Indeed, the volatility matters much more than the actual size. It is not important to argue whether GDP is overstated by $1 trillion because property’s weight is too small in the inflation basket or if it is understated by hundreds of billions because many services industries or new technology sectors are not counted in. Even the growth does not matter too much now - what matters is the quality of growth.

20 years after the party set the GDP growth target at 8%, do we still need a GDP target? I doubt it. GDP targets can be very unrealistic and time-lagging, and they can cause local governments to waste a lot of resources simply to make their boss happy. 

With soft budget controls and distorted pricing in the financial system, China’s local governments can invest endlessly. This investment would make GDP growth extremely high in the short term, but eventually the country (especially households) will have to pay for the imbalance caused by inefficient investments. Needless to say the numbers can be cooked.

Many would still argue that China needs high GDP growth to absorb excess labor, but without unemployment data we do not even know whether it is worth polluting the environment to keep GDP growth high. It is said that China started to collect unemployment data in 2005, so why not publish it? We need more data to make the right judgment and now is the time to make another change. 

Chen Long
Central Banking Seminar

 

Current guidance is needed from the PBoC

Recently, forward guidance has become a new fashion in the world of central banks and Bank of England is the latest one to join this club. In the news conference last Wednesday, Bank of England Governor Mark Carney said that the BoE would not raise Bank rates from the current level of 0.5% until the unemployment rate, currently at 7.8%, dropped to below 7%. The BoE’s historic move was following in the footsteps of the Federal Reserve and European Central Bank, who introduced forward guidance in December 2012 and July 2013 respectively.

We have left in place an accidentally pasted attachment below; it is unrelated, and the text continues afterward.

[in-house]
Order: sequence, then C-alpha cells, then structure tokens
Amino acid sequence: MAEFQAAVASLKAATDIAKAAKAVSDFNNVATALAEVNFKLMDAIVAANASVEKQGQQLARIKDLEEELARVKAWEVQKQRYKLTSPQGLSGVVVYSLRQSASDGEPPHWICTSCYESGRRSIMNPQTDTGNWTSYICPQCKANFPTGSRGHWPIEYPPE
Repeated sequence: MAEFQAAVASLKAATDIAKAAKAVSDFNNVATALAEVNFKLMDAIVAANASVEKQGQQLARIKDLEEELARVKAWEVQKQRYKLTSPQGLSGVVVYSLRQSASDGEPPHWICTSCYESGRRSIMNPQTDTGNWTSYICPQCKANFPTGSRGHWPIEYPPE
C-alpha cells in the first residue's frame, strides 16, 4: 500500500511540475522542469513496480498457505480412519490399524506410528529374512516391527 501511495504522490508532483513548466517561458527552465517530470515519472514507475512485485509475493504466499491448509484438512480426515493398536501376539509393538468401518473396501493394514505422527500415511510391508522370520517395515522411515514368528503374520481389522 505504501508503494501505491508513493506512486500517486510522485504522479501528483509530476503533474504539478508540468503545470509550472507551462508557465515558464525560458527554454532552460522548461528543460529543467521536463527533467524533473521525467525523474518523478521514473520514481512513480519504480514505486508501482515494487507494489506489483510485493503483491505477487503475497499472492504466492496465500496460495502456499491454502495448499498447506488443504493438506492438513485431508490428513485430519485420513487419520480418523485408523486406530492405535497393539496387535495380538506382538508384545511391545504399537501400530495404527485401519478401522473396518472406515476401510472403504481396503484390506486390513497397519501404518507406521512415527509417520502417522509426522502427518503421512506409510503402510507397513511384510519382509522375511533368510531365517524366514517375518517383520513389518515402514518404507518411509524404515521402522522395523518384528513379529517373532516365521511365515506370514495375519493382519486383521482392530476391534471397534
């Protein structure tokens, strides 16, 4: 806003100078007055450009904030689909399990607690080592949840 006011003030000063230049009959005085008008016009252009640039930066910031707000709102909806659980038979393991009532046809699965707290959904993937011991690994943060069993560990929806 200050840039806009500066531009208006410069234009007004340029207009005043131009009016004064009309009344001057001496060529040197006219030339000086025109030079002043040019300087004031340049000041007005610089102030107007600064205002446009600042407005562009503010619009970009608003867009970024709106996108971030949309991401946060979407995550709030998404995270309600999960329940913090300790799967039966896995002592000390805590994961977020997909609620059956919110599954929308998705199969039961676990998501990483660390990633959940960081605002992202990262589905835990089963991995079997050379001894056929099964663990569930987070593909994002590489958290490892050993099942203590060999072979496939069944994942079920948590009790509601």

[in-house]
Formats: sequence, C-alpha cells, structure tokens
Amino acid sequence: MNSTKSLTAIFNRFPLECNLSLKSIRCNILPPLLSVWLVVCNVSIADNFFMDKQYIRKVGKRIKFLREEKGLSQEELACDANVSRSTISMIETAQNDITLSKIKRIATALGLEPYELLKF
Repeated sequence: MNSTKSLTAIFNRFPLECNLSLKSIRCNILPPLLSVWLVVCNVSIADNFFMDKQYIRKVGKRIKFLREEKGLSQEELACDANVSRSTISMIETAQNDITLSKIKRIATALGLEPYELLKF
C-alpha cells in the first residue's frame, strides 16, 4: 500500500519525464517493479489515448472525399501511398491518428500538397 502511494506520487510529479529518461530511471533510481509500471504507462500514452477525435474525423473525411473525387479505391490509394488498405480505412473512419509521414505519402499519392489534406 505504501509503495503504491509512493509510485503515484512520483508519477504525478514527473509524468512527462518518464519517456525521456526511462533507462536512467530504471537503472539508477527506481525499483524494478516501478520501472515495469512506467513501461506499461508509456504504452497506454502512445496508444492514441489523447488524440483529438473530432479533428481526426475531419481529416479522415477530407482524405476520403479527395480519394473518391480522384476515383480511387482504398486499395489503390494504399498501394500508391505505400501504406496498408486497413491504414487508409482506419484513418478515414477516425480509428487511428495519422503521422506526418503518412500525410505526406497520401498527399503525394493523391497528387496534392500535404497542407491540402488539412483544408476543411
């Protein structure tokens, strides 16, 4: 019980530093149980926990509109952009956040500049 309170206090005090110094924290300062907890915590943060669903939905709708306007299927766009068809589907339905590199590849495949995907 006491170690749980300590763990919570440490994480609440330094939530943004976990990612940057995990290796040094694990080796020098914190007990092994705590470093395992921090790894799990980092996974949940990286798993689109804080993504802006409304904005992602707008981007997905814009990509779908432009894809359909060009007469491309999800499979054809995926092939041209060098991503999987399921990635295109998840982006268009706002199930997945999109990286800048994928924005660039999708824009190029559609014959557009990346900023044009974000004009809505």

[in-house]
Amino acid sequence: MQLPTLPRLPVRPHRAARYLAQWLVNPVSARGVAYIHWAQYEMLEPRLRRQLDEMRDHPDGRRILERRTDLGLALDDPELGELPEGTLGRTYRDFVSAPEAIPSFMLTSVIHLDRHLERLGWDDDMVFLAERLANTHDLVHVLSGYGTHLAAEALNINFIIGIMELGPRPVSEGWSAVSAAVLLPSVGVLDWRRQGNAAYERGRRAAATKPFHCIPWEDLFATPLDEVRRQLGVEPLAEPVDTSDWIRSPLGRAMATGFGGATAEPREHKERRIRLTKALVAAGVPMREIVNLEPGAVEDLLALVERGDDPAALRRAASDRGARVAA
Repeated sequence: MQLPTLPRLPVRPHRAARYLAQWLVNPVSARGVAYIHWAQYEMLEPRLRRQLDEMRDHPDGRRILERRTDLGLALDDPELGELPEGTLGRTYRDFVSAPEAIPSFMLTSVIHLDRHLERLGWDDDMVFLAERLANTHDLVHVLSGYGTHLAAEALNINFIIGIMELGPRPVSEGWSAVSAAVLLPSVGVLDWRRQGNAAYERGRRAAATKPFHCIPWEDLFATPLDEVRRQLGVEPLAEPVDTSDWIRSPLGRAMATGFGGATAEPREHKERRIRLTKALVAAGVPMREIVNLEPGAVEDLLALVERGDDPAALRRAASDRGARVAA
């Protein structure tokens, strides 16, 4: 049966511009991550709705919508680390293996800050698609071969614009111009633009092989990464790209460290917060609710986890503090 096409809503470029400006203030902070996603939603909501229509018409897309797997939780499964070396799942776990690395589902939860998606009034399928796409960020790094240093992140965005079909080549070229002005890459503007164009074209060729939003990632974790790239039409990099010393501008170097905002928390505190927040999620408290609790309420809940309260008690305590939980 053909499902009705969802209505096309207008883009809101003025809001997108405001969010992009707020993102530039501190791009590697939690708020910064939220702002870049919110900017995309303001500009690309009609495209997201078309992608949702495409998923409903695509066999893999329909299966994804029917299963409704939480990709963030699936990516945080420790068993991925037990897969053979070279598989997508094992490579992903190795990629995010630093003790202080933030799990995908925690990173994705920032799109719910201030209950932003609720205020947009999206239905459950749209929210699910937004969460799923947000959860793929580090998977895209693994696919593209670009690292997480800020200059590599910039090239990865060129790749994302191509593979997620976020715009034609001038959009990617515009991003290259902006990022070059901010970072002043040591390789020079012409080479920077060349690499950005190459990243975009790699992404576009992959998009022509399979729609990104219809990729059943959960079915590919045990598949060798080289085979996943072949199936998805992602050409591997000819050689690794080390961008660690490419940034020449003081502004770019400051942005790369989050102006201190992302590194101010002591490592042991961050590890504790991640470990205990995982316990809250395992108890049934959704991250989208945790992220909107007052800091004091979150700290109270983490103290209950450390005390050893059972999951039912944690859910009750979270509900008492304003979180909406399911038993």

Fed

ECB

China's central government is paying for the AMCs

Interbank crunch, GDP slowdown, worsened rebalancing, mysterious government debt … after so much frustrating news I finally found something inspiring: the Asset Management Companies (AMCs) are paying their bond principals! Read more

Why is China auditing local government debt again?

Here is what the FT says: 

China will conduct an urgent audit of all government debt, underlining concerns over rising financial risks in the world's second-biggest economy.

The National Audit Office said in a one-line statement on Sunday that it had been instructed by the state council, China's cabinet, to come up with a tally of how much money is owed by all levels of government from villages up to central authorities.

So why do we ask the question in the title? Read more

China’s “right kind of growth” seems short-lived

When the National Bureau of Statistic (NBS) said at a press conference (in Chinese, see FT report) last October that consumption contributed 55% of China's growth in the first three quarters of 2012, exceeding the contribution from investment, people were excited to announce that China finally started to follow “the right kind of growth” and many believed growth in Read more

Unintended consequences made the PBOC’s strategy fail to work